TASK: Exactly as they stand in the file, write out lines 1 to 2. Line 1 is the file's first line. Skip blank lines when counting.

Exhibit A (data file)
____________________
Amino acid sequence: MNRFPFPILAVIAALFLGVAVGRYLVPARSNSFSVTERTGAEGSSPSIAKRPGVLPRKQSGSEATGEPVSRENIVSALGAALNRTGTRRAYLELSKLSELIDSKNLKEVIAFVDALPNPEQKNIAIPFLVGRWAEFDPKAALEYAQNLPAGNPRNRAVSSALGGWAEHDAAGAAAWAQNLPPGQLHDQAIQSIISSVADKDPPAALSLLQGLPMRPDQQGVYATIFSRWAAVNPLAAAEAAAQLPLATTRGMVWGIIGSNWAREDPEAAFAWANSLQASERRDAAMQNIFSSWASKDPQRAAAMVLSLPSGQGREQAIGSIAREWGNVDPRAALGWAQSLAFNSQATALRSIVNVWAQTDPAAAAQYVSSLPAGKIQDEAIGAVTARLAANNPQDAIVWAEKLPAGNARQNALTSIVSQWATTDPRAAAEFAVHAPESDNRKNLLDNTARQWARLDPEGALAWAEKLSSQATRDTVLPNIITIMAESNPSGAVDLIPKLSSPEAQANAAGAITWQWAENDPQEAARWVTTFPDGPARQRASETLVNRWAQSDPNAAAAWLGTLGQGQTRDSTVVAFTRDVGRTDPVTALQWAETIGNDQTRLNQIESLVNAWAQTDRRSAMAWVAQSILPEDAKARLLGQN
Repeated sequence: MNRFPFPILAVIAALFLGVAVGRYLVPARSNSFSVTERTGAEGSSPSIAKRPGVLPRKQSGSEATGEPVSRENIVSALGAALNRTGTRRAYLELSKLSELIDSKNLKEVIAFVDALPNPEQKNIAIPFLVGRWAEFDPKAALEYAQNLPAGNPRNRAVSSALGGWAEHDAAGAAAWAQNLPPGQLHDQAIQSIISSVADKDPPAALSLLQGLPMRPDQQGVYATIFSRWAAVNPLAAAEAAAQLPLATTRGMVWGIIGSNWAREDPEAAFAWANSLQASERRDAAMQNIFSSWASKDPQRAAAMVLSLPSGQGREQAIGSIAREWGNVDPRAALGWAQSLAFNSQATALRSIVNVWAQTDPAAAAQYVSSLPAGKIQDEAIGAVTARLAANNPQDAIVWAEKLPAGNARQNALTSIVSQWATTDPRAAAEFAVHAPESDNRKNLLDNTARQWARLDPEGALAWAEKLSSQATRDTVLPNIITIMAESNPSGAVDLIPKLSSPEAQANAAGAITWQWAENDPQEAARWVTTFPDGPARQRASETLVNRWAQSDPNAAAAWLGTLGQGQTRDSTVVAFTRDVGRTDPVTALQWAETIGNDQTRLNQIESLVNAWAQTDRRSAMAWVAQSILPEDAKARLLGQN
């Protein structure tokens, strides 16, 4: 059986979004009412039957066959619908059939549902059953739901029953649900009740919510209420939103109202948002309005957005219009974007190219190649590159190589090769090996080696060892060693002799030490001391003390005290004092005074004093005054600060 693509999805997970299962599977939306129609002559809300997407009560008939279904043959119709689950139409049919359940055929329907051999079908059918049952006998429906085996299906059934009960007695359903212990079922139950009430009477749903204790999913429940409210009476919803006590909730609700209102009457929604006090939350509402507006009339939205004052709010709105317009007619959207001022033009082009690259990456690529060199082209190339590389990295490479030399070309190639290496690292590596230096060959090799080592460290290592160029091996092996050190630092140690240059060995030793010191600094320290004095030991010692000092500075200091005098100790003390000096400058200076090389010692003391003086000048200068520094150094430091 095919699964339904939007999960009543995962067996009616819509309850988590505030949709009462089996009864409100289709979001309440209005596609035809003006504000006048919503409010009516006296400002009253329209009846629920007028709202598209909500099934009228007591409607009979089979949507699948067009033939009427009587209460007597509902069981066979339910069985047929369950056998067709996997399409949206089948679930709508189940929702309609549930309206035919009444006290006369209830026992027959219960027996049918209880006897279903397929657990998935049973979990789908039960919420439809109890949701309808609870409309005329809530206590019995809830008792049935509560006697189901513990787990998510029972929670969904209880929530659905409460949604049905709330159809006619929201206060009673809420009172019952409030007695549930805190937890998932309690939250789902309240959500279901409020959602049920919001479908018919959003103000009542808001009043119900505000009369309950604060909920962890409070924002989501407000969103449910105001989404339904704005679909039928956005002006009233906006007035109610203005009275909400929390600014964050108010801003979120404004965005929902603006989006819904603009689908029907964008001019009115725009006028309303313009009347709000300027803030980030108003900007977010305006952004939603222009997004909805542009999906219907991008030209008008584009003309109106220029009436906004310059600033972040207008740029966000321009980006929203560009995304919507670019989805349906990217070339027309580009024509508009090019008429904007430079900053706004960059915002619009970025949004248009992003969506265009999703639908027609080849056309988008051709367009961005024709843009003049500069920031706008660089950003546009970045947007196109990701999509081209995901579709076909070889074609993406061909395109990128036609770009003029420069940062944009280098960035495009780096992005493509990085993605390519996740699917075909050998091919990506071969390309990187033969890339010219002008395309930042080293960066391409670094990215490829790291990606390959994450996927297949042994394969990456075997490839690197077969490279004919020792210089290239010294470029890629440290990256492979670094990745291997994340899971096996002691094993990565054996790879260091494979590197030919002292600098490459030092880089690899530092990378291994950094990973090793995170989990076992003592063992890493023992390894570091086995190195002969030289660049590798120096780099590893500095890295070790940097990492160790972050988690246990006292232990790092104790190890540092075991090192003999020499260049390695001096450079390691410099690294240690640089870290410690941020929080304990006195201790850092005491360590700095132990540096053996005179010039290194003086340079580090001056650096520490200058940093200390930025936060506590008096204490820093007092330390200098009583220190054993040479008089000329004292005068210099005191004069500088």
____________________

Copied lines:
Amino acid sequence: MNRFPFPILAVIAALFLGVAVGRYLVPARSNSFSVTERTGAEGSSPSIAKRPGVLPRKQSGSEATGEPVSRENIVSALGAALNRTGTRRAYLELSKLSELIDSKNLKEVIAFVDALPNPEQKNIAIPFLVGRWAEFDPKAALEYAQNLPAGNPRNRAVSSALGGWAEHDAAGAAAWAQNLPPGQLHDQAIQSIISSVADKDPPAALSLLQGLPMRPDQQGVYATIFSRWAAVNPLAAAEAAAQLPLATTRGMVWGIIGSNWAREDPEAAFAWANSLQASERRDAAMQNIFSSWASKDPQRAAAMVLSLPSGQGREQAIGSIAREWGNVDPRAALGWAQSLAFNSQATALRSIVNVWAQTDPAAAAQYVSSLPAGKIQDEAIGAVTARLAANNPQDAIVWAEKLPAGNARQNALTSIVSQWATTDPRAAAEFAVHAPESDNRKNLLDNTARQWARLDPEGALAWAEKLSSQATRDTVLPNIITIMAESNPSGAVDLIPKLSSPEAQANAAGAITWQWAENDPQEAARWVTTFPDGPARQRASETLVNRWAQSDPNAAAAWLGTLGQGQTRDSTVVAFTRDVGRTDPVTALQWAETIGNDQTRLNQIESLVNAWAQTDRRSAMAWVAQSILPEDAKARLLGQN
Repeated sequence: MNRFPFPILAVIAALFLGVAVGRYLVPARSNSFSVTERTGAEGSSPSIAKRPGVLPRKQSGSEATGEPVSRENIVSALGAALNRTGTRRAYLELSKLSELIDSKNLKEVIAFVDALPNPEQKNIAIPFLVGRWAEFDPKAALEYAQNLPAGNPRNRAVSSALGGWAEHDAAGAAAWAQNLPPGQLHDQAIQSIISSVADKDPPAALSLLQGLPMRPDQQGVYATIFSRWAAVNPLAAAEAAAQLPLATTRGMVWGIIGSNWAREDPEAAFAWANSLQASERRDAAMQNIFSSWASKDPQRAAAMVLSLPSGQGREQAIGSIAREWGNVDPRAALGWAQSLAFNSQATALRSIVNVWAQTDPAAAAQYVSSLPAGKIQDEAIGAVTARLAANNPQDAIVWAEKLPAGNARQNALTSIVSQWATTDPRAAAEFAVHAPESDNRKNLLDNTARQWARLDPEGALAWAEKLSSQATRDTVLPNIITIMAESNPSGAVDLIPKLSSPEAQANAAGAITWQWAENDPQEAARWVTTFPDGPARQRASETLVNRWAQSDPNAAAAWLGTLGQGQTRDSTVVAFTRDVGRTDPVTALQWAETIGNDQTRLNQIESLVNAWAQTDRRSAMAWVAQSILPEDAKARLLGQN